In a state that is noted for its dedicated car culture, it seems a given that residents and tourists would benefit from any measurable decrease in road congestion, car exhaust, and air pollution. As National Bike Month winds down and South Florida, communities make moves to become more bike friendly, it pays to talk about the potential environmental impact of having more bicycles and less cars on Florida's roads.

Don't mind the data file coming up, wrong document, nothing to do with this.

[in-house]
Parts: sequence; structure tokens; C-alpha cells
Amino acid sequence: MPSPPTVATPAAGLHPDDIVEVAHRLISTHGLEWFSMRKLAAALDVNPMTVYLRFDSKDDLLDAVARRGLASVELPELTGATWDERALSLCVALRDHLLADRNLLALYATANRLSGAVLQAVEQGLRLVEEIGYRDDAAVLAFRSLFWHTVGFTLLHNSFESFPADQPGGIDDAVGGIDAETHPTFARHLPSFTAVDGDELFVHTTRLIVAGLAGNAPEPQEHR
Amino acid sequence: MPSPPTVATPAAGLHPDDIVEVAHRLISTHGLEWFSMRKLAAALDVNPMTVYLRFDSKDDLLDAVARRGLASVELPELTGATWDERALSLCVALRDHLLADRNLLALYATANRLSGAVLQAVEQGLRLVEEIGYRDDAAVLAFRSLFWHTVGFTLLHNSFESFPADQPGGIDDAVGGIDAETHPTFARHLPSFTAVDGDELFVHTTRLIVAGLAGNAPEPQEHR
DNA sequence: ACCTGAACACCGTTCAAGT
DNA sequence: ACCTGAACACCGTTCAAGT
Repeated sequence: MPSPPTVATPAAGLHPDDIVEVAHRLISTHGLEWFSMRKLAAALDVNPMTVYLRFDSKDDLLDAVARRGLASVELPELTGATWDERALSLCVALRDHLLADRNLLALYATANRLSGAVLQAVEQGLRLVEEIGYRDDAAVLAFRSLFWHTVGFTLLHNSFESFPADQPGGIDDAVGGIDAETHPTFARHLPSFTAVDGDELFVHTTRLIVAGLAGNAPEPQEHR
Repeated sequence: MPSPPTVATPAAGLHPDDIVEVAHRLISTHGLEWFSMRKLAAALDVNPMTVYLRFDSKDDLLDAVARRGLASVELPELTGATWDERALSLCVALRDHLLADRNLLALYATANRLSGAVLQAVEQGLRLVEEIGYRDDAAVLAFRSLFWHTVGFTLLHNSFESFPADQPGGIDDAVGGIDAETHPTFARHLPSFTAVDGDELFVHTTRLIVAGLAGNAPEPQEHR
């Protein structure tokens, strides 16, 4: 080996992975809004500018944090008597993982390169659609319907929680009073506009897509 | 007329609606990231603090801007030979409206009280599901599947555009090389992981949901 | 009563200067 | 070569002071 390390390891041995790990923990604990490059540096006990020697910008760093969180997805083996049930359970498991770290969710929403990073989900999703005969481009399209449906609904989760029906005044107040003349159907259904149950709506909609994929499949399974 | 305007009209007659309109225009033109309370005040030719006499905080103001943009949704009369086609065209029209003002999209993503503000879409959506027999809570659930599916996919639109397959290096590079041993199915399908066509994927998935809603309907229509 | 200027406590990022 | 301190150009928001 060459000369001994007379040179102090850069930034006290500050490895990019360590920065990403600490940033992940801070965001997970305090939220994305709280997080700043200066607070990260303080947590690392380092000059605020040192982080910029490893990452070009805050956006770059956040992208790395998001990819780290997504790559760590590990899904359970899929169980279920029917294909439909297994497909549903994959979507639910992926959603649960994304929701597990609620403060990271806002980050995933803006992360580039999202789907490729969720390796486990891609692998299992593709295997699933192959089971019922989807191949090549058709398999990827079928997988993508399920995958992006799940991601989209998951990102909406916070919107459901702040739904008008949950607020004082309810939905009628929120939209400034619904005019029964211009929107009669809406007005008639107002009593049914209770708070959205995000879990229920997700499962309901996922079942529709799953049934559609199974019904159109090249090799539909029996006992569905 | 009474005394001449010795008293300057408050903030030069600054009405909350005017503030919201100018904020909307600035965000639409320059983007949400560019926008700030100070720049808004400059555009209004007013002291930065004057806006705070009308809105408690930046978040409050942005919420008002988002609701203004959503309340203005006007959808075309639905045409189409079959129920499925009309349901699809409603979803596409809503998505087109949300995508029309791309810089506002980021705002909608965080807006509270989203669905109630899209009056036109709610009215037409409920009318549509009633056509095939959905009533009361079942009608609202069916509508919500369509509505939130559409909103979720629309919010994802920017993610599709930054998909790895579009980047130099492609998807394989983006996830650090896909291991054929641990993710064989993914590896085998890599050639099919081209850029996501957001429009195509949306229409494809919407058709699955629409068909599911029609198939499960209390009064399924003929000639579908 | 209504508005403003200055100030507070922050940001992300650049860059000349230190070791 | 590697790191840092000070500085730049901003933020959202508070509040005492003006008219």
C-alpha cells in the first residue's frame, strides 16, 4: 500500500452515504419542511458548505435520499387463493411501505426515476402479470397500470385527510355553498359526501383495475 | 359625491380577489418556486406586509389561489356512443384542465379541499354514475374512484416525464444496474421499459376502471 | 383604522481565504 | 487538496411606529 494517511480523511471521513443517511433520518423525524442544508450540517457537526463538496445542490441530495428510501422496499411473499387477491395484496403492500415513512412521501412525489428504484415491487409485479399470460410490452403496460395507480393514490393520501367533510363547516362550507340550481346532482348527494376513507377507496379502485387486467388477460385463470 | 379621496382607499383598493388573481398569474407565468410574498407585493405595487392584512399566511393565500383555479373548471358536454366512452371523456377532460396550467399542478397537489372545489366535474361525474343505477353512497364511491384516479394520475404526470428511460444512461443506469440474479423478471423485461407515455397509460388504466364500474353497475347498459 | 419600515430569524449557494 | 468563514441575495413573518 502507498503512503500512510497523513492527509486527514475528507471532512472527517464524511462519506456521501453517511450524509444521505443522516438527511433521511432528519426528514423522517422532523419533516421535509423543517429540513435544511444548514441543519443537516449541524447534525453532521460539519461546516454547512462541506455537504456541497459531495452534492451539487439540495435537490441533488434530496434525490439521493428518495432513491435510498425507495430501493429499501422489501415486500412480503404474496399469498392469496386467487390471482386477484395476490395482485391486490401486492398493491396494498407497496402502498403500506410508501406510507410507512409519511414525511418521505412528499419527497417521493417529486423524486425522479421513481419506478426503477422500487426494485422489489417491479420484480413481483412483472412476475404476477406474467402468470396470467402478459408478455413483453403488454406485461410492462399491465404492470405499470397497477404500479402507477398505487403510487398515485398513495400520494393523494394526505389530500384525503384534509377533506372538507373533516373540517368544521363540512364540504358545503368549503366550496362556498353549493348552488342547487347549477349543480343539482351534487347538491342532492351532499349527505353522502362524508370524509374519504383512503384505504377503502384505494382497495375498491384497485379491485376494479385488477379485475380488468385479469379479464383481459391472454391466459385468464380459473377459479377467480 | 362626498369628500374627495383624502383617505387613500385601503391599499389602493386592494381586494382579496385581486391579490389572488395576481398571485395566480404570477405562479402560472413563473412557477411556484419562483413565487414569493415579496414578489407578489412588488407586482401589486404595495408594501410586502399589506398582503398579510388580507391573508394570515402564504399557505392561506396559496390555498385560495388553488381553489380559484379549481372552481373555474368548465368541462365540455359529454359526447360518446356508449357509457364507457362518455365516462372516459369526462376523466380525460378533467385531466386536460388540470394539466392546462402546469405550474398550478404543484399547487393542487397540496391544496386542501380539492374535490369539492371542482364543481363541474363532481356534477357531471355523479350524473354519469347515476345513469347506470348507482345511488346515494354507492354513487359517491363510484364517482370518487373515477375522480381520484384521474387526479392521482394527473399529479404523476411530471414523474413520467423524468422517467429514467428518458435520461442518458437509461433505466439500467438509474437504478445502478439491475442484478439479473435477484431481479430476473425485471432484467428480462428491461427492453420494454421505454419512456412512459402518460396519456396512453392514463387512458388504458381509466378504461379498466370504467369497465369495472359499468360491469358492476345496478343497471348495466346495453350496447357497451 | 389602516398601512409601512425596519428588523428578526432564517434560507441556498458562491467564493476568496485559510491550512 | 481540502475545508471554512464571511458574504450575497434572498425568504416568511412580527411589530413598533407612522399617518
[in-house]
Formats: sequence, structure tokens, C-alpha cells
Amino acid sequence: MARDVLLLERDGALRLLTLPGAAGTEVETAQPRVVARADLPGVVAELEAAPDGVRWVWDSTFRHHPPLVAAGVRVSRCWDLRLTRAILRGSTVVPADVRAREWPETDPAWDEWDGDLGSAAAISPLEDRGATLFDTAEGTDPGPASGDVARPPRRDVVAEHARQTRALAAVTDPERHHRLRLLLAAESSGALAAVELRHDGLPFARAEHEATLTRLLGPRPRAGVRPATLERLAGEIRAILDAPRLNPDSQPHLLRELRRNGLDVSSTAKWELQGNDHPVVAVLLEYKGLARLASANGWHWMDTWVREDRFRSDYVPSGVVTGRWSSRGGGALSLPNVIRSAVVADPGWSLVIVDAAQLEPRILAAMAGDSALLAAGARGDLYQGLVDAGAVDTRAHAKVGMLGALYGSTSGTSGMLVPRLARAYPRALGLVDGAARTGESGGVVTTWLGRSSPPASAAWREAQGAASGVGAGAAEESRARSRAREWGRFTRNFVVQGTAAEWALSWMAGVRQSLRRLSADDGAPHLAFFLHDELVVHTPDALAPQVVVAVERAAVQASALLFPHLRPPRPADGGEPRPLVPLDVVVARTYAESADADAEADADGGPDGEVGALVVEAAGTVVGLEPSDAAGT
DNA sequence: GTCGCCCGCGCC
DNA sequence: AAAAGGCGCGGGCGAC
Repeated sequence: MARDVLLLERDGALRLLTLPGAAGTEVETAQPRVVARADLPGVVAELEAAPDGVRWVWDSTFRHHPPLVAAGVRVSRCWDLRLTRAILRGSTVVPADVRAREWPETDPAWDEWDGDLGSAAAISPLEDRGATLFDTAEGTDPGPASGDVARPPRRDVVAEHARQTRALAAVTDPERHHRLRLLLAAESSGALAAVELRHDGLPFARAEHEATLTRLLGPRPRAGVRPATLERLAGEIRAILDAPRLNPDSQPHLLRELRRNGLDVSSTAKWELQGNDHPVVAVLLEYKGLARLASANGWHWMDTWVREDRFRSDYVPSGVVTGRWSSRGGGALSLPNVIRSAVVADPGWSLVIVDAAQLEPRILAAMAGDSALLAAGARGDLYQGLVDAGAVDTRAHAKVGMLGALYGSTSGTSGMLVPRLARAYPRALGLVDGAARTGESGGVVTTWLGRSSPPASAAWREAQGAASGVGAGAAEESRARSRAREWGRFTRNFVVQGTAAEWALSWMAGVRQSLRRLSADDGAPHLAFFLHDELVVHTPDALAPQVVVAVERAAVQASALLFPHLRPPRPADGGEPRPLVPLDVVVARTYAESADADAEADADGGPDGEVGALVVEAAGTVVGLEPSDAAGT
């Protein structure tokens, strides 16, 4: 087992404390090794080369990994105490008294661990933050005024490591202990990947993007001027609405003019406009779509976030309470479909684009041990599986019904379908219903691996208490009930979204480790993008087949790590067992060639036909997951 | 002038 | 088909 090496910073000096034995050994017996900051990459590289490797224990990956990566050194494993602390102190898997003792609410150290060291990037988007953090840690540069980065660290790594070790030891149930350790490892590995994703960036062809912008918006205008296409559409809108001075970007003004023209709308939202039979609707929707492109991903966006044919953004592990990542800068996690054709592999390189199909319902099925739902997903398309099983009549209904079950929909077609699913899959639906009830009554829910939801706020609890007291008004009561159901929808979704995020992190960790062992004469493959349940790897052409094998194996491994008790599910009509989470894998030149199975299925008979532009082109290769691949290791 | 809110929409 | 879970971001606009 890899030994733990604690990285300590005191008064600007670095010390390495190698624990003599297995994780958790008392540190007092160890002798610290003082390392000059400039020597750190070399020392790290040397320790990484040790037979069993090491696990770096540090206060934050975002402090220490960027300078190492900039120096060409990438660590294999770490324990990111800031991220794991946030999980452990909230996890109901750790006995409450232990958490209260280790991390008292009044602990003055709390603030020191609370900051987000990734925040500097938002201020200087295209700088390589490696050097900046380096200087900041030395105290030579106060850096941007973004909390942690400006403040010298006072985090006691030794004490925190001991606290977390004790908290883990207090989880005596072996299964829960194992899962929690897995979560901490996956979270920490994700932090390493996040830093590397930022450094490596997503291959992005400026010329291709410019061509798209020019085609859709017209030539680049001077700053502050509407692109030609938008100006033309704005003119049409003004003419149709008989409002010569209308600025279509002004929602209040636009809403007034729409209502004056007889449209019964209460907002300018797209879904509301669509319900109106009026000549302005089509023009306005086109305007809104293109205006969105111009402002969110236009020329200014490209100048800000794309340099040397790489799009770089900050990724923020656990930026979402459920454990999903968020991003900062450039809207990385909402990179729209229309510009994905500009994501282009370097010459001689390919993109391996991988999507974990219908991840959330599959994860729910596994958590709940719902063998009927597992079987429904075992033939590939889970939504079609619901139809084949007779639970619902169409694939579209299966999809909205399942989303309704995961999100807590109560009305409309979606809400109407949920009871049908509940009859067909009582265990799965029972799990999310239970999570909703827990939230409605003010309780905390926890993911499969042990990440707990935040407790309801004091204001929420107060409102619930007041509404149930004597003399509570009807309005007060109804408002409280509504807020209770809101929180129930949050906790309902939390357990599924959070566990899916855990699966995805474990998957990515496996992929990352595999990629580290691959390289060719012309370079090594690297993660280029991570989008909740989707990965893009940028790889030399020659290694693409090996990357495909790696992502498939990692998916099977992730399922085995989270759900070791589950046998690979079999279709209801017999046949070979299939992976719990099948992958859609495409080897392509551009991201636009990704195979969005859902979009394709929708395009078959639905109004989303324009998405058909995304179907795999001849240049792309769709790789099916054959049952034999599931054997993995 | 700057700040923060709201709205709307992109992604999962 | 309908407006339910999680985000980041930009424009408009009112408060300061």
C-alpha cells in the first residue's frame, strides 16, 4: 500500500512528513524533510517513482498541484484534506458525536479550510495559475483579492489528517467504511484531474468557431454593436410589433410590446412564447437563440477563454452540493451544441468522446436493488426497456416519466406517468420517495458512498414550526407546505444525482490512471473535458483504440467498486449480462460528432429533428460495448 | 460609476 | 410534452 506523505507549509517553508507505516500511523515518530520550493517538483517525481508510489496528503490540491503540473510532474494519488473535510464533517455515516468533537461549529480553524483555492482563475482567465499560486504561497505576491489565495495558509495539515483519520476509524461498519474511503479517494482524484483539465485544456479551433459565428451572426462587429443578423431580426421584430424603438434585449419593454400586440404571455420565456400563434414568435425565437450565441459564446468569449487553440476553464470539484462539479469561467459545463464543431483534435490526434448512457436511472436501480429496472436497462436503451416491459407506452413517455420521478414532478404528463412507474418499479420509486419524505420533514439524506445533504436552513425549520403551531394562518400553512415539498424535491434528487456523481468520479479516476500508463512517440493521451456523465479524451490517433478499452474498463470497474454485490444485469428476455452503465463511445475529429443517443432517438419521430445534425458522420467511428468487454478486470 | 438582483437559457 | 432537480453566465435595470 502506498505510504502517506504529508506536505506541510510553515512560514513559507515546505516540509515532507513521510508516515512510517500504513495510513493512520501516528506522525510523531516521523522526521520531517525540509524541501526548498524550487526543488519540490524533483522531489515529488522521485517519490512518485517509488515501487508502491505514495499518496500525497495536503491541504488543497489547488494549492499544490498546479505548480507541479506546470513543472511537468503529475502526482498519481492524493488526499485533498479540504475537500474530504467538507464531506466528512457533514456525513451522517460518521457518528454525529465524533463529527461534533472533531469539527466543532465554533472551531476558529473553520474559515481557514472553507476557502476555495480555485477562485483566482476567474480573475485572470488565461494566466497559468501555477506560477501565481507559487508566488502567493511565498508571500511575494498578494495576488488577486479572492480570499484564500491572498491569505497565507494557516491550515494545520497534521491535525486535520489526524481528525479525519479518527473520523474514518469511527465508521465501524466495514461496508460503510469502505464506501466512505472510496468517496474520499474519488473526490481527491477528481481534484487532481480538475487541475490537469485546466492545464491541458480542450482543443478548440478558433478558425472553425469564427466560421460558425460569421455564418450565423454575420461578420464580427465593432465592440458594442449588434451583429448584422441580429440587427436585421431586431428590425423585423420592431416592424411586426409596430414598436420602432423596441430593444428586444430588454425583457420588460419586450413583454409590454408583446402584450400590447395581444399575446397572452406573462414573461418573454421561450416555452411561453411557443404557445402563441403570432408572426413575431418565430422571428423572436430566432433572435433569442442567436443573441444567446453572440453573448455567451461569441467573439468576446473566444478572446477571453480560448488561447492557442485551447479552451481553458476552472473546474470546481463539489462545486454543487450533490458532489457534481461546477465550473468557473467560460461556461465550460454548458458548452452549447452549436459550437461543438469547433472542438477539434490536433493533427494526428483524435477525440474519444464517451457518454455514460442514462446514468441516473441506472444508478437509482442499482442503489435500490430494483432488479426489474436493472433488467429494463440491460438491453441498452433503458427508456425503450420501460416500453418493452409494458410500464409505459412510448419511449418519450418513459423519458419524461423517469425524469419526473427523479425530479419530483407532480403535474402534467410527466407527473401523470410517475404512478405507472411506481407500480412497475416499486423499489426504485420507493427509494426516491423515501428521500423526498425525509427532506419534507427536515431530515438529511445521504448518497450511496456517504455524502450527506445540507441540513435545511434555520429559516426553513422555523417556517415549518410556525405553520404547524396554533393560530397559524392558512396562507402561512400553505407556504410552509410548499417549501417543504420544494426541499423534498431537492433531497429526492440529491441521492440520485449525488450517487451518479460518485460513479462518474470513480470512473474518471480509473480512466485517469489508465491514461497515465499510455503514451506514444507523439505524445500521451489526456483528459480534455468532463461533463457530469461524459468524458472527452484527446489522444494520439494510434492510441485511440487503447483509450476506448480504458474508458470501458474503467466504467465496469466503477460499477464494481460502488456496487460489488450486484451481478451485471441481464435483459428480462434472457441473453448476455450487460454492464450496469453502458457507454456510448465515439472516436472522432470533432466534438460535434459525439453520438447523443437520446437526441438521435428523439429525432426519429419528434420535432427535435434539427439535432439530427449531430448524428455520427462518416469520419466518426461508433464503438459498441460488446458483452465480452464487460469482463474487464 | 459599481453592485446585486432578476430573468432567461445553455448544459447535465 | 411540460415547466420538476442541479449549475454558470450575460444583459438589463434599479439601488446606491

Riding a bike is a childhood right of passage. As we age, we move from tricycle to bike with training wheels to classic two-wheeler. But at some point we shift from bikes to the expanded mobility of owning a car.
Kathryn Moore, program manager at Broward B-Cycle, thinks people should consider going back to the basics when it comes to getting around downtown Fort Lauderdale.
This is a place that’s sunny, warm, and flat. It seems like it should be a pretty perfect place to ride a bike. It’s not.
Last month, the 36-year-old father, husband and amateur triathelte Aaron Cohen was hit and killed by a car while riding on the Rickenbacker Causeway. The tragedy revived a debate about how drivers and cyclists share—or don’t share—our roads.